entrepreneur

Camillus L. Darden dies.

Wilson Daily Times, 14 January 1956.

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In the 1900 census of Wilson, Wilson County: wheelwright Charles Dardin, 44; wife Dianna, 40, sewing; and children Annie, 21, sewing; Comilous, 15, tobacco stemmer; Arthor, 12; Artelia, 10; Russell, 5; and Walter, 4.

In the 1910 census of Wilson, Wilson County: blacksmith Charlie Darden, 55; wife Dianah, 48; and children Cermillus, 24, bicycle shop owner; Arthur, 22, teacher; Artelia, 18, teacher; Russel, 16; and Walter, 14.

Camillus Louis Darden registered for the World War I draft in Wilson County. Per his registration card, he was born 26 June 1884; resided at 110 Pender Street; was a self-employed undertaker at 615 East Nash Street; and his nearest relative was his father Charles H. Darden.

In the 1920 census of Wilson, Wilson County: at 110 Pender Street, blacksmith Charles H. Darden, 65; wife Mary E., 55; sons C.L., 35, and Artha W., 27, undertakers; and [step-] daughter Mary H., 19, and Cora B., 11.

Camillus Darden married Norma E. Duncan of Montgomery, Alabama.

In the 1930 census of Wilson, Wilson County: at 108 Pender Street, Calamus L. Darden, and wife Morma, 30. Their home was valued at $10,000.

In the 1940 census of Wilson, Wilson County: at 108 Pender Street, undertaker C.L. Darden, 45, and wife Norma, 40.

C.L. Darden executed his will on 1955. He devised his business, Darden Memorial Funeral Home, to his wife Norma E. Darden, brother Dr. Walter T. Darden and nephew Charles Darden James in one-half, one-quarter and one-quarter shares respectively. The property on which the funeral home was located, 608 and 610 East Nash Street, as well as an adjacent lot known as the Darden Shop lot, were similarly devised. His wife was to receive his residence at 108 Pender Street, and property at 203 Stantonsburg Street was to be sold and the proceeds divided between his sisters Elizabeth Morgan and Artelia Tennessee; his nieces Artelia Tennessee Bryant, Thelma Byers and Artelia Davis; and a long-time employee Frank Davis (with provisions to guarantee each received at least $1000.) All personal property was devised to wife Norma, and equal shares in all other real property to nieces and nephews Charles Darden James, Randall James, Johnnie K. Reynolds, Artelia Davis, Thelma Byers, Bernard Tennessee, Eugene Tennessee, Artelia Tennessee Bryant, Norma Jean Darden, Carol Darden, and Charles Arthur Darden.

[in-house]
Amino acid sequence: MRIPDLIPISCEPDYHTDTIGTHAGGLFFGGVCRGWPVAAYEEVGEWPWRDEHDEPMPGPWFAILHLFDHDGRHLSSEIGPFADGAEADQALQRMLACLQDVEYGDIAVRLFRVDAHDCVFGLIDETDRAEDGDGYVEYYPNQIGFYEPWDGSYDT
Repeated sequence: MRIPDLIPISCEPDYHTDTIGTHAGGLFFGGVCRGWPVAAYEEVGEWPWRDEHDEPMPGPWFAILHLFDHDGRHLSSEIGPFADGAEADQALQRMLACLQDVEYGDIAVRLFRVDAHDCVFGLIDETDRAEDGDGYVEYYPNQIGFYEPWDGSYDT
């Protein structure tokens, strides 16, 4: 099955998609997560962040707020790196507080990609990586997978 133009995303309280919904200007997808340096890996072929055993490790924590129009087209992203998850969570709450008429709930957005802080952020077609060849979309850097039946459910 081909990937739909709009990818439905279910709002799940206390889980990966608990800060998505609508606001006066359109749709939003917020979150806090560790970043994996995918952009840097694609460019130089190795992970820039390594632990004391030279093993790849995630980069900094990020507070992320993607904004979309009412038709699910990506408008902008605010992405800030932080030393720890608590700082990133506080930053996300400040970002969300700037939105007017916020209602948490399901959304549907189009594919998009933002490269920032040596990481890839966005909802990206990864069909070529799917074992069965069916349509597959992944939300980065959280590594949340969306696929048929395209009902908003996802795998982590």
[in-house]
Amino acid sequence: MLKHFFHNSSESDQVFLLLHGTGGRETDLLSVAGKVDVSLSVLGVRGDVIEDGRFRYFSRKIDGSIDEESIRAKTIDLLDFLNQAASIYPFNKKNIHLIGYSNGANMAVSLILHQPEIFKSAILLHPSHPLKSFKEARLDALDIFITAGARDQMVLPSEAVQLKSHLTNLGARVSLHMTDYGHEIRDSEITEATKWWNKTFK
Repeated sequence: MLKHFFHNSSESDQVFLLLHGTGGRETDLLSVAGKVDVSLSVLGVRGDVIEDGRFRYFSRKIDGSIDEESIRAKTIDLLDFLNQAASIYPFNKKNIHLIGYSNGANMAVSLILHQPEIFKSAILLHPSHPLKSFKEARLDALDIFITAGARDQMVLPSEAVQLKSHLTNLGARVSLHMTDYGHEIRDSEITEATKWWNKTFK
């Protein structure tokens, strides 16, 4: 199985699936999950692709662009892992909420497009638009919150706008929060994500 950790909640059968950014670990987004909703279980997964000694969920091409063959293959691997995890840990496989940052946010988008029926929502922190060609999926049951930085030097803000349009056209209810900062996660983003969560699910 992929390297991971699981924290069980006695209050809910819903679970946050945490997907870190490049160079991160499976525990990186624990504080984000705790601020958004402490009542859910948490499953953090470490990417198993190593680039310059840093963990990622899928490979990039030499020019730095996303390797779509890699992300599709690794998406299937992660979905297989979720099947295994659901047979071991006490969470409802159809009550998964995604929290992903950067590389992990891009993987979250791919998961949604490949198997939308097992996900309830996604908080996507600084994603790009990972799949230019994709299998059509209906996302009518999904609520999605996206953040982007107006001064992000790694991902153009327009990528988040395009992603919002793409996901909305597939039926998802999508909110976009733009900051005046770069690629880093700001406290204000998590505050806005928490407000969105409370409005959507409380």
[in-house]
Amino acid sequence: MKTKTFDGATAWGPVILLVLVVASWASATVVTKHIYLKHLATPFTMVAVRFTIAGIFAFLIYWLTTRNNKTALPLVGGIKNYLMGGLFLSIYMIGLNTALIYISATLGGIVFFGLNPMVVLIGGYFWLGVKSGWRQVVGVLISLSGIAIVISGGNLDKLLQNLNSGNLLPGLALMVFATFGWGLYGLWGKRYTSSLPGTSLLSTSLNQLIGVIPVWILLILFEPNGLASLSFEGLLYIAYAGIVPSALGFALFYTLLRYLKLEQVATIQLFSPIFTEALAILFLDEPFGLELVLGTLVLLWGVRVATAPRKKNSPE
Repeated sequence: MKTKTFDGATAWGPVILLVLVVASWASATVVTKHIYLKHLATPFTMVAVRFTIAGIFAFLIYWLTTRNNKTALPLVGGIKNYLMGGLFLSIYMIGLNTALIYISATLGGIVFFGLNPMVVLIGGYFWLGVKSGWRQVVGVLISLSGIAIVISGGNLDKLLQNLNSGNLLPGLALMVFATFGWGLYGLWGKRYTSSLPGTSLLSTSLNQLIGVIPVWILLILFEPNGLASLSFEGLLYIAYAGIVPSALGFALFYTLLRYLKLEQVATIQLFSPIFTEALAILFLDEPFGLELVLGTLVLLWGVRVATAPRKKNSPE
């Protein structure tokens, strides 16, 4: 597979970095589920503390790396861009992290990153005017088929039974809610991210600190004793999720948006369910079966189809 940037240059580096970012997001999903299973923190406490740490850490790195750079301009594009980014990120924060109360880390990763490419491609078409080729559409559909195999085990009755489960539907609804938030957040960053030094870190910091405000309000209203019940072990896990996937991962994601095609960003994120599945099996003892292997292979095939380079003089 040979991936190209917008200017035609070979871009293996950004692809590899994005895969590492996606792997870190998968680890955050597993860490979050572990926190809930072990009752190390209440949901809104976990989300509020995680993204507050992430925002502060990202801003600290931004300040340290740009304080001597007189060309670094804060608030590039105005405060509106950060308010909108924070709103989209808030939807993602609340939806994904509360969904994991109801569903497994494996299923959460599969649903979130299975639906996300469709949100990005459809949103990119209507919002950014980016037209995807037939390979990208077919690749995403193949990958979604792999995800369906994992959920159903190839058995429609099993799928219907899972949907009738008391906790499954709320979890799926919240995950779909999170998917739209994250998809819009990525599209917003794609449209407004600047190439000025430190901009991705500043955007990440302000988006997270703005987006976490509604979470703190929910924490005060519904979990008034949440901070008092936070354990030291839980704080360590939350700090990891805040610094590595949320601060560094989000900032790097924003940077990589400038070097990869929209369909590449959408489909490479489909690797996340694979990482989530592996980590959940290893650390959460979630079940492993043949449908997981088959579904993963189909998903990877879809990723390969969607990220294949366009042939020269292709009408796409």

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Camillus L. Darden died 12 January 1956 at Mercy Hospital. Per his death certificate, he resided at 108 Pender Street; was born 26 June 1884 in Wilson to Charles Henry Darden and Diana Scarborough; was married to Norma Duncan Darden; and worked as a mortician. Charles D. James was informant.

Read more about Camillus Lewis Darden here and here and here and here.

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The Darden house at 108 North Pender Street.

Photograph by Lisa Y. Henderson, May 2017; U.S. Citizen Passenger Lists of Vessels Arriving at Tampa, Florida, Records of the Immigration and Naturalization Service, 1787- 2004, digitized at Florida, Passenger Lists, 1898-1963 [database on-line], http://www.ancestry.com; North Carolina Wills and Estates, 1665-1998 [database on-line], http://www.ancestry.com.

William Hines, making good.

In March 1913, the Indianapolis Recorder, a nationally focused African-American newspaper, ran a front-page feature on William Hines, a “native of [Wilson] and a forceful character for the intellectual, moral, spiritual, social and economic development of young North Carolinians.”

Citing Samuel H. Vick and Biddle University as Hines’ influences, the article detailed his entry into the real estate business after establishing a successful barber shop. In just five years, Hines had accumulated 11 houses and “a number of very desirable lots.”

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Indianapolis Recorder, 1 March 1913.

Hines’ real estate investments eventually made him one of the largest builder-owners of rental property in east Wilson. His barber shop operated for many decades, and his varied civic involvement included work as leader in the World War I Liberty Loan Campaign, charter investor in the Commercial Bank of Wilson, founding member of the Men’s Civic Clubboard of trustees of the Negro Library, board of directors of the Reid Street Community Center, and administrator of Mercy Hospital.

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William Hines, a little later in life.

William Hines was born 29 October 1883 in Edgecombe County and died 17 October 1981 in Wilson. He is buried in Rest Haven cemetery.

Photo of Hines courtesy of History of Wilson County, North Carolina (1985).